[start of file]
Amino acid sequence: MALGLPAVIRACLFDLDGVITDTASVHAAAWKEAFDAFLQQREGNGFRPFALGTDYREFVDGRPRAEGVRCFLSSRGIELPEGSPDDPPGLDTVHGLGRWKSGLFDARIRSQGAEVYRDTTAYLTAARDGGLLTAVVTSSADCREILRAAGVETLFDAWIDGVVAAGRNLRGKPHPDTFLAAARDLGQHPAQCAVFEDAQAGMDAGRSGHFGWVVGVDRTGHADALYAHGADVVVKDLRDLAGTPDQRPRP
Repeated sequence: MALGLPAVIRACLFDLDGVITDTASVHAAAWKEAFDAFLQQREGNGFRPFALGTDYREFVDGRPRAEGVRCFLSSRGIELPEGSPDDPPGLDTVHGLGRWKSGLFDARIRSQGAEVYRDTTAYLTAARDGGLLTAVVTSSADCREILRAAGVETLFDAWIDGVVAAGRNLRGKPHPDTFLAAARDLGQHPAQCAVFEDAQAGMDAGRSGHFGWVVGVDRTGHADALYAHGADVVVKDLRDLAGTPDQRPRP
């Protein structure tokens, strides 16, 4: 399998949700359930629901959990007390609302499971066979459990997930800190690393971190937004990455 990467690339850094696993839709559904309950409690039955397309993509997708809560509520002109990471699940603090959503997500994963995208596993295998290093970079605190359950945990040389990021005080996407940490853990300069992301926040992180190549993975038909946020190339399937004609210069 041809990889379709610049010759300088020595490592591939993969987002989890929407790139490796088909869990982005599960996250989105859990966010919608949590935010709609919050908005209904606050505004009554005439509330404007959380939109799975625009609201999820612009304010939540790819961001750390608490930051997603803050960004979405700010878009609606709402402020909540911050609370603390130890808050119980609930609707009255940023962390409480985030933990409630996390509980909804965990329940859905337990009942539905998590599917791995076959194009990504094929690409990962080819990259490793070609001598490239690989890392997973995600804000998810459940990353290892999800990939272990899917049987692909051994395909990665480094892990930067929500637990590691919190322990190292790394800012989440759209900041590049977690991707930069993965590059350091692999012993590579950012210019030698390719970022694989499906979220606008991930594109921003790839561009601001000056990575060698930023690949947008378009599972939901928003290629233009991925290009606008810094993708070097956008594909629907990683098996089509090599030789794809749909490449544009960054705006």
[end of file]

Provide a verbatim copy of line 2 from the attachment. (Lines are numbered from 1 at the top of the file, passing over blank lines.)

Repeated sequence: MALGLPAVIRACLFDLDGVITDTASVHAAAWKEAFDAFLQQREGNGFRPFALGTDYREFVDGRPRAEGVRCFLSSRGIELPEGSPDDPPGLDTVHGLGRWKSGLFDARIRSQGAEVYRDTTAYLTAARDGGLLTAVVTSSADCREILRAAGVETLFDAWIDGVVAAGRNLRGKPHPDTFLAAARDLGQHPAQCAVFEDAQAGMDAGRSGHFGWVVGVDRTGHADALYAHGADVVVKDLRDLAGTPDQRPRP